UK: Rudd resigns as home secretary after lying to Parliament over migrant deportation targets

Amber Rudd’s resignation as home secretary brings the ongoing Windrush scandal over the mistreatment of legal Caribbean migrants to the UK to the very door of Prime Minister Theresa May.

Her downfall was all but assured after she was caught lying to Parliament by denying the existence of Home Office deportation targets. However, it was under May, then home secretary, that the much criticized “hostile environment” policy was introduced as part of a vicious anti-immigrant strategy.

Rudd’s replacement, Sajid Javid, now gives the impression of a changed, sympathetic Home Office—Javid’s parents moved to Britain from Pakistan in the 1960s. But despite insincere government apologies, the crocodile tears shed by the media and the pose of opposition by the Labour Party, there will be no real change regarding the anti-immigrant agenda shared by the entire establishment.

At the heart of the Windrush scandal is a cynical attempt to use the fate of vulnerable workers to further the factional dispute which commands the interest of British ruling and mainstream media circles: Britain’s exit from the European Union.

The “hostile environment” at the Home Office, out of which the targeting of migrants with decades of residence in the UK emerged, was never previously challenged by its belated critics. The phrase was first used in a Labour-run Home Office in 2010 by the home secretary of the time, Alan Johnson. Its principles were then energetically pursued under the subsequent Conservative-Liberal Democrat coalition and majority Tory Governments, with many of the policies and measures involved enshrined in the 2014 Immigration Act, against which only 18 Labour MPs voted.

Following the Brexit referendum in 2016, Labour Party leader Jeremy Corbyn has repeatedly insisted that freedom of movement would come to an end under Labour. Labour’s Shadow Home Secretary Diane Abbott was challenged on Radio 4’s Today programme to answer, “What exactly the Government has done wrong” by setting targets for deporting illegal immigrants. Abbott replied that “any government would have targets and performance indicators,” but their use had been “too broad.” This Monday, Abbott clarified on Good Morning Britain that “The Labour party isn’t calling for an amnesty” and refused to answer questions about how Labour would treat illegal immigrants.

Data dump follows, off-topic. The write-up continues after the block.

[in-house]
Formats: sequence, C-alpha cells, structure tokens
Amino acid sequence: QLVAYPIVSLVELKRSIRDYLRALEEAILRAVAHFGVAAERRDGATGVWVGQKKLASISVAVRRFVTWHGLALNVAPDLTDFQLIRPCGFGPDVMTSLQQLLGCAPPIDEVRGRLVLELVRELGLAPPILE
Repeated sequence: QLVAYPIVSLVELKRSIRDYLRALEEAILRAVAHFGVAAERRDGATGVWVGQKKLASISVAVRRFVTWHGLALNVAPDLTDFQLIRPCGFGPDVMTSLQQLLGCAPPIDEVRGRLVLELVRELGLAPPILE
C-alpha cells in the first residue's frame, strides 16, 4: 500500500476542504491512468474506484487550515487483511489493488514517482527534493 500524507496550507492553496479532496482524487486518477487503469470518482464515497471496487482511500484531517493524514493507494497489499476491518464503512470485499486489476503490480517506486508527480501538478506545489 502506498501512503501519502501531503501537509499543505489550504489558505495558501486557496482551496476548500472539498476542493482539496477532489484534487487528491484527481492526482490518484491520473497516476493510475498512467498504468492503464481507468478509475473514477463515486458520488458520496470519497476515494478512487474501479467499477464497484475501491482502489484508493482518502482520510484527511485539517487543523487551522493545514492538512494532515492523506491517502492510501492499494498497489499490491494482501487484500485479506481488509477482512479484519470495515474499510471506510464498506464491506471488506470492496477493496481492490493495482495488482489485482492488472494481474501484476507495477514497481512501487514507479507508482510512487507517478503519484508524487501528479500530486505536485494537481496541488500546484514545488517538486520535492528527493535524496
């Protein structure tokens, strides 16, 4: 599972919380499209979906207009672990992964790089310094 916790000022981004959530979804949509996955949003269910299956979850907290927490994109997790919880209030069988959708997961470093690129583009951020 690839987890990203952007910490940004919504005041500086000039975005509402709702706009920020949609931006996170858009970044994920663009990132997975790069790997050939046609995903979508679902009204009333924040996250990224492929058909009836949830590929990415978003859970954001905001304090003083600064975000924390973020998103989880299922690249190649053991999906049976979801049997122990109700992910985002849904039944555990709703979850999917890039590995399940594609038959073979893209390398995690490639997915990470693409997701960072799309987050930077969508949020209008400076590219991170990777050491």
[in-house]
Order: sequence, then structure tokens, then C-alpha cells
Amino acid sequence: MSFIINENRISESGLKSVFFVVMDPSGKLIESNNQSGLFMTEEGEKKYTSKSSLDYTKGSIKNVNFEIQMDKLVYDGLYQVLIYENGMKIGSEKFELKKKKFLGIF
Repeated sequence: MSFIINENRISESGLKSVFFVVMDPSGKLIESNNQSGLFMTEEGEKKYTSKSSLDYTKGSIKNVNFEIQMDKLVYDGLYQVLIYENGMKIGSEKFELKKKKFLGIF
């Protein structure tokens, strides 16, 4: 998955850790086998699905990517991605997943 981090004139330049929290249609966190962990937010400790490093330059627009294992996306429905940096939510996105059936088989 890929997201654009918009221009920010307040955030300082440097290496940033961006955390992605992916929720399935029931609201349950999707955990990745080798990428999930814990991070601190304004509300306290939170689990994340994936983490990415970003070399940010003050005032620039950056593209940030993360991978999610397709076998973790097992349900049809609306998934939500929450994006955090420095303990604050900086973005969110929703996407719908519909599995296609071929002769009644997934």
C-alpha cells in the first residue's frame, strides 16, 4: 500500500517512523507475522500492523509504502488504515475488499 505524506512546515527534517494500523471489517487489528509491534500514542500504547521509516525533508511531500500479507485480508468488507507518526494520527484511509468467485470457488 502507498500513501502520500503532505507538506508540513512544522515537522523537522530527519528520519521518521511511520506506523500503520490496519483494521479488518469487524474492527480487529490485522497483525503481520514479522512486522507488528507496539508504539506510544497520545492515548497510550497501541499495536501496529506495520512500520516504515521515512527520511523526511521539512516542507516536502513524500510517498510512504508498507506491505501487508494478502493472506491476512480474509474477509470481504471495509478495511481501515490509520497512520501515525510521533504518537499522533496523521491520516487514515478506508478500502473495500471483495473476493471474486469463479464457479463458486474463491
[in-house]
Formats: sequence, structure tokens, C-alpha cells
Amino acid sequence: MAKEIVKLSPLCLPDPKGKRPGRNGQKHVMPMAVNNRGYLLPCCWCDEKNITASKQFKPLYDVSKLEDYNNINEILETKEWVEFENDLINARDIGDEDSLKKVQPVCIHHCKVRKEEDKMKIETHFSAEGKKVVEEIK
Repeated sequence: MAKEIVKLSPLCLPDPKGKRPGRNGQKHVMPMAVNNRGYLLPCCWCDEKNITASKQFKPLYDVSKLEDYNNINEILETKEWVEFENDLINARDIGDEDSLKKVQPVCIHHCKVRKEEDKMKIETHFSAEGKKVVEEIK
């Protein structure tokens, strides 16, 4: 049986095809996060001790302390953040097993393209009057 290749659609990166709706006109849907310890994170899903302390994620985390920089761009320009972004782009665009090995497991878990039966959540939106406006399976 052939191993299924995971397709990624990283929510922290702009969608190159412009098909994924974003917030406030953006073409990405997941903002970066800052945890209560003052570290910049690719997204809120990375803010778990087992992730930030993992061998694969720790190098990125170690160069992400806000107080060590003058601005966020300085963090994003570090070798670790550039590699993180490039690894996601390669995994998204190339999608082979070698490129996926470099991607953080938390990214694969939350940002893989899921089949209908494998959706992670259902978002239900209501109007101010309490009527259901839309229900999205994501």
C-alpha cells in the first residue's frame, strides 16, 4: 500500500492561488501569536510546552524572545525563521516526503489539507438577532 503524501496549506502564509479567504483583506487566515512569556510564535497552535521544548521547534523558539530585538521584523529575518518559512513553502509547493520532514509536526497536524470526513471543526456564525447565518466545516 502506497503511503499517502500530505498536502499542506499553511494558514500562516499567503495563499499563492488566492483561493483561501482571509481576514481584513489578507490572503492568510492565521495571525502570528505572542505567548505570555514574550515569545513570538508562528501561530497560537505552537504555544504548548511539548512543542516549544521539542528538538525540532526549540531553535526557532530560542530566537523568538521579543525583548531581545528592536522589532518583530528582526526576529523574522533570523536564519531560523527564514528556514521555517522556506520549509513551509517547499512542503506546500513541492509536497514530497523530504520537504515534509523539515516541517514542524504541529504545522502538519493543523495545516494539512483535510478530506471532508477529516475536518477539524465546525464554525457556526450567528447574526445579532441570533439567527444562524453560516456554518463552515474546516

Next to no comment has been made on broader issues of immigration policy, like the 40,000 people who left the UK “voluntarily” in 2016 after receiving threatening letters from the government.

The current debate over immigration has been carefully focused on the very specific case of Windrush-era Caribbean migrants, who were invited to Britain from the late 1940s onwards from Commonwealth countries to fill a labour shortage. This is both to make clear that anti-migrant measures are to be generally supported and to score political points against the advocates of Brexit.

The atrocious story of how Caribbean migrants—many of whom have lived and worked in the UK for decades—were being denied jobs, homes and health care and threatened with deportation first started to be reported by the Guardian last November. However, it reached a peak of intensity in mid-April this year, coinciding with the Commonwealth summit in London.

Amelia Gentleman, the lead reporter on the issue, said of the newspaper’s coverage, “It was only when the Barbados high commissioner revealed that Downing Street had rejected a formal request from all 12 Caribbean high commissioners to meet with Theresa May at the Commonwealth heads of government meeting that the story became huge. We put that on the front page, and then reported [Labour MP] David Lammy’s outraged letter to the government signed by 140 cross-party MPs, and within 24 hours Amber Rudd was apologising for the ‘appalling’ behaviour of her own department.”